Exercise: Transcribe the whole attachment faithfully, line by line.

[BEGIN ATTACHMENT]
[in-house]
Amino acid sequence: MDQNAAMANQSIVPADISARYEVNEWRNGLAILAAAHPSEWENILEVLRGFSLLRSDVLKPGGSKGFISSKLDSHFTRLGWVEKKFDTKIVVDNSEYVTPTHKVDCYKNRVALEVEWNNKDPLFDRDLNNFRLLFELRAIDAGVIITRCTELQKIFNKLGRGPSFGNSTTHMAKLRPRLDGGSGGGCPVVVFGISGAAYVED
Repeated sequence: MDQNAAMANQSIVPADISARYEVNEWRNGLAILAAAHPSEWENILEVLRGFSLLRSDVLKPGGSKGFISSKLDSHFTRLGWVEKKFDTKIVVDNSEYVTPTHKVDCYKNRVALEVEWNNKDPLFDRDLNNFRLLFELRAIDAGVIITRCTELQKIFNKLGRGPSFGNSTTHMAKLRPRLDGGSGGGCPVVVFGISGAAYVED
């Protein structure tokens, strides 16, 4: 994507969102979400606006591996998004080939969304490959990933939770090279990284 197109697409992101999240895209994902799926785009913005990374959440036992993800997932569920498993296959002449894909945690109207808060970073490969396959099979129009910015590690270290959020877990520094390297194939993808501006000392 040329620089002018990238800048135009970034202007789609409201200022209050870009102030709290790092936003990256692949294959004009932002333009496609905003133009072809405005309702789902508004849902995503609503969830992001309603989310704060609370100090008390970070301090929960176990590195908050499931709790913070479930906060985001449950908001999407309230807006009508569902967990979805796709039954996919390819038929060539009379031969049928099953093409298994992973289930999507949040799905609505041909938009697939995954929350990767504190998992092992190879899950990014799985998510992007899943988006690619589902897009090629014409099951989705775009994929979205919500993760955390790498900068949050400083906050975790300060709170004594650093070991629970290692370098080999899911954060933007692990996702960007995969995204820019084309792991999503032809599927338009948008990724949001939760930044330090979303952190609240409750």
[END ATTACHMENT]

[in-house]
Amino acid sequence: MDQNAAMANQSIVPADISARYEVNEWRNGLAILAAAHPSEWENILEVLRGFSLLRSDVLKPGGSKGFISSKLDSHFTRLGWVEKKFDTKIVVDNSEYVTPTHKVDCYKNRVALEVEWNNKDPLFDRDLNNFRLLFELRAIDAGVIITRCTELQKIFNKLGRGPSFGNSTTHMAKLRPRLDGGSGGGCPVVVFGISGAAYVED
Repeated sequence: MDQNAAMANQSIVPADISARYEVNEWRNGLAILAAAHPSEWENILEVLRGFSLLRSDVLKPGGSKGFISSKLDSHFTRLGWVEKKFDTKIVVDNSEYVTPTHKVDCYKNRVALEVEWNNKDPLFDRDLNNFRLLFELRAIDAGVIITRCTELQKIFNKLGRGPSFGNSTTHMAKLRPRLDGGSGGGCPVVVFGISGAAYVED
């Protein structure tokens, strides 16, 4: 994507969102979400606006591996998004080939969304490959990933939770090279990284 197109697409992101999240895209994902799926785009913005990374959440036992993800997932569920498993296959002449894909945690109207808060970073490969396959099979129009910015590690270290959020877990520094390297194939993808501006000392 040329620089002018990238800048135009970034202007789609409201200022209050870009102030709290790092936003990256692949294959004009932002333009496609905003133009072809405005309702789902508004849902995503609503969830992001309603989310704060609370100090008390970070301090929960176990590195908050499931709790913070479930906060985001449950908001999407309230807006009508569902967990979805796709039954996919390819038929060539009379031969049928099953093409298994992973289930999507949040799905609505041909938009697939995954929350990767504190998992092992190879899950990014799985998510992007899943988006690619589902897009090629014409099951989705775009994929979205919500993760955390790498900068949050400083906050975790300060709170004594650093070991629970290692370098080999899911954060933007692990996702960007995969995204820019084309792991999503032809599927338009948008990724949001939760930044330090979303952190609240409750």